# logistic growth model

## Logistic Growth Model

The simple difference equation below will show exponential growth behavior:

$$x_t = a x_{t-1}$$

However, it is often the case that a population cannot grow indefinitely but rather reach a population limit. This limit is called the population’s carrying capacity. To create a model with exponential growth but also incorporate this convergence to a population maximum limit, we may start with the following train of thought:

$$x_t = f(x_{t-1}) x_{t-1}$$

The constraints that $f(x_{t-1})$ has to satisfy is that it must pass through the points $(x, f(x)) = (0,a) $ and $(K, 1)$, where $K$ is a constant that represents the carrying capacity of the population. The simplest model would be a straight line using these two points:

$$f(x) = -\frac{a-1}{K}x+a$$

We may now use this growth ratio function to put back into our difference equation:

$$x_t = \left(-\frac{a-1}{K}x_{t-1}+a\right) x_{t-1}$$

This is generally called the *logistic growth model* written in terms of a difference equation and may be further simplified:
$$x_t = \left( - \frac{a-1}{K} x_{t-1} + a \right) x_{t-1} = x_{t-1} + r x_{t-1}\left( 1 - \frac{x_{t-1}}{K} \right)$$

where $r = a -1 $.

The logistic growth model for varying growth ratios in shown in **Figure 1**.

**Figure 1** | Logistic growth model with varying values of growth ratio $r$, carrying capacity $K = 50$, and initial condition $x_0 = 5$.

This may also be written in terms of a differential equation for the continuous version of this model:

$$\frac{d x(t)}{d t} = r x(t) \left( 1 - \frac{x(t)}{K}\right)$$

## Example

This example is problem $4.10$ from *Modeling and Analysis of Complex Systems (Sayama, H., p.55)*

*Create a mathematical model of population growth in which the growth ratio is highest at a certain optimal population size, but it goes down as the population deviates from the optimal size. Then simulate its behavior and see how its behavior differs from that of the logistic growth model.*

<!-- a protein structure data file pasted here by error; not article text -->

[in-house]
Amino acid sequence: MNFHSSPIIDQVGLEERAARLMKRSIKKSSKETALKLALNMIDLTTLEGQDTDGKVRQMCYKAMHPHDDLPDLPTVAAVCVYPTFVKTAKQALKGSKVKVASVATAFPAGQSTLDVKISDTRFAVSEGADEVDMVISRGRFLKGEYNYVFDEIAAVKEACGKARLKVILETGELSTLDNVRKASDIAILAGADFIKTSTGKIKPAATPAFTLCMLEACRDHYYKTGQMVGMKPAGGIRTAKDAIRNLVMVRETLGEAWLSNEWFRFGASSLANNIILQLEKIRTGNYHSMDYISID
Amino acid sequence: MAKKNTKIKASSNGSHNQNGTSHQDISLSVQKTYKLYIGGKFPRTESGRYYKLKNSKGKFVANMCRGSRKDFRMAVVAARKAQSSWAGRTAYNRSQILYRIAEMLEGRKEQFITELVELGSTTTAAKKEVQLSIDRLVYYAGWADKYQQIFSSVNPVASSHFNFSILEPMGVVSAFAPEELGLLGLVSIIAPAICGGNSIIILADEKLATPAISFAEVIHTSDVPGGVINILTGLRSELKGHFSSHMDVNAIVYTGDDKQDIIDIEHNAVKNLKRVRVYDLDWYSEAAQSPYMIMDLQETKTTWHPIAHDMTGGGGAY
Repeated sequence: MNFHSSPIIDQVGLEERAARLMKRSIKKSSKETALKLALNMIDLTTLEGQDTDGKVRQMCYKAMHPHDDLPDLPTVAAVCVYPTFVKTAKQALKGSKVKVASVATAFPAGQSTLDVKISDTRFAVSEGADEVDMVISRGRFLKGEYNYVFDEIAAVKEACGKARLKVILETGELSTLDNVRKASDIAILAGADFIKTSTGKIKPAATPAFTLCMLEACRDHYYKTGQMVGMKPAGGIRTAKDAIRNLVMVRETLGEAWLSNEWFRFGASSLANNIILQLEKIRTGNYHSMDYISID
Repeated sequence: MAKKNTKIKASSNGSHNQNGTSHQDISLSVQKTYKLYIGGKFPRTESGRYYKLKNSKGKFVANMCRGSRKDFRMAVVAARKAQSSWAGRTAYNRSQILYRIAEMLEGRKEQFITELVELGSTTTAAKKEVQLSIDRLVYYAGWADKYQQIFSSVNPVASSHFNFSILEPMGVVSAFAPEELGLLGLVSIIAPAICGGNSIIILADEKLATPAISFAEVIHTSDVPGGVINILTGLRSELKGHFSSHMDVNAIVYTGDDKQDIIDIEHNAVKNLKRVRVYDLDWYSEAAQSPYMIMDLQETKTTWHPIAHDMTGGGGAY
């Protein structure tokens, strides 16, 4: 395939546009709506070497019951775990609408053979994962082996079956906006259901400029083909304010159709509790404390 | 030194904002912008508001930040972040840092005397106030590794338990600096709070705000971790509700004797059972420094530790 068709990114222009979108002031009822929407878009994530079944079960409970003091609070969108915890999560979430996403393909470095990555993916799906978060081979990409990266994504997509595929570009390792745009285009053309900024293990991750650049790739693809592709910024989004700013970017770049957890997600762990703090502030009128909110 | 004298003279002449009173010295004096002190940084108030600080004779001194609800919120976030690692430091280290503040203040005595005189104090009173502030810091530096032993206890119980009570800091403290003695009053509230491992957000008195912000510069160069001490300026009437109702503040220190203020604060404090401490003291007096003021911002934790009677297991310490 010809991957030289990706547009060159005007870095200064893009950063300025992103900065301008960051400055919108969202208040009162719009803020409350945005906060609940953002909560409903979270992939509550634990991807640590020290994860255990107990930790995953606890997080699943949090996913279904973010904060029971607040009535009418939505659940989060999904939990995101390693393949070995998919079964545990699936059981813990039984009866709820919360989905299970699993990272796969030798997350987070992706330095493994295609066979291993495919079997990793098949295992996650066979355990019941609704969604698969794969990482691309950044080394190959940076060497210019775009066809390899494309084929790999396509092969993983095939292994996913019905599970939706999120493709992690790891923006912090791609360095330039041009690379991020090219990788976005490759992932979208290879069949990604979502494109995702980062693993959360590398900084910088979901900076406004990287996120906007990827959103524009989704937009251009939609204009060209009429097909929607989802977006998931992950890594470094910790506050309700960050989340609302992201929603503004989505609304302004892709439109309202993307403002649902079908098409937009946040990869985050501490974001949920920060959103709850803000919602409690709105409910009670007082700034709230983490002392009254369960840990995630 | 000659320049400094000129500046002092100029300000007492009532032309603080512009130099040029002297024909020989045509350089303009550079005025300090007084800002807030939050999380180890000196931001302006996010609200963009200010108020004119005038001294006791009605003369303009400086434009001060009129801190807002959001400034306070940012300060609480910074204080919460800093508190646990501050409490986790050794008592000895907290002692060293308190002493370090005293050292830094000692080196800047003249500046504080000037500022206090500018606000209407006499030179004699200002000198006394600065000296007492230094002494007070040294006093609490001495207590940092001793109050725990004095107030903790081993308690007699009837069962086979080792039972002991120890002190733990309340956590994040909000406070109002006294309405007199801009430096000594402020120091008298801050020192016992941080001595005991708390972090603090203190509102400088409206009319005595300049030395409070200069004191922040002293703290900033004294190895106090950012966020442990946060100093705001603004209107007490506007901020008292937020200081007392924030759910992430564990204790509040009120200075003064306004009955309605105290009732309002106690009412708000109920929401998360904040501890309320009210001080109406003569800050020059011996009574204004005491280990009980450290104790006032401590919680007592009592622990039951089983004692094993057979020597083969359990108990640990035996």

A possible approach could be similar to the logic above which starts with a difference equation whose growth ratio is an arbitrary function, $f(x)$:

$$x_t = f(x) x_{t-1}$$

Since this function should be maximized at a particular population value and decrease elsewhere, a downward parabola seems to be a reasonable starting point. In basic terms, it can be written as:

$$f(x)=-a (x - p)^2 + b$$

Chosen values of $a$, $b$, and $p$ are 0.0007, 1.3, and 30, respectively. This function is displayed in **Figure 2**.

**Figure 2** | Growth ratio function for modified logistic growth model.

The model behaves differently at various initial conditions for this modified logistic growth model. As we can this in this figure, the fate of the population is dependent on the initial conditions. This goes into a concept called stability and equilibrium points which is a very important topic as well regarding differential equations used to model dynamics systems. The solutions of this difference equation can be seen in **Figure 3**.

**Figure 3** | Logistic growth model with modified growth ratio function dependent on population.

## Plotting Solutions using Python

```
import matplotlib.pyplot as plt
```

## Define Parameters and Iterate

```
a = 1.3
p = 30
alpha = 0.0007
x = 10
data = [x]
for _ in range(30):
x = (-alpha*(x - p)**2 + a)*x
data.append(x)
plt.plot(data,'r.-')
plt.show()
```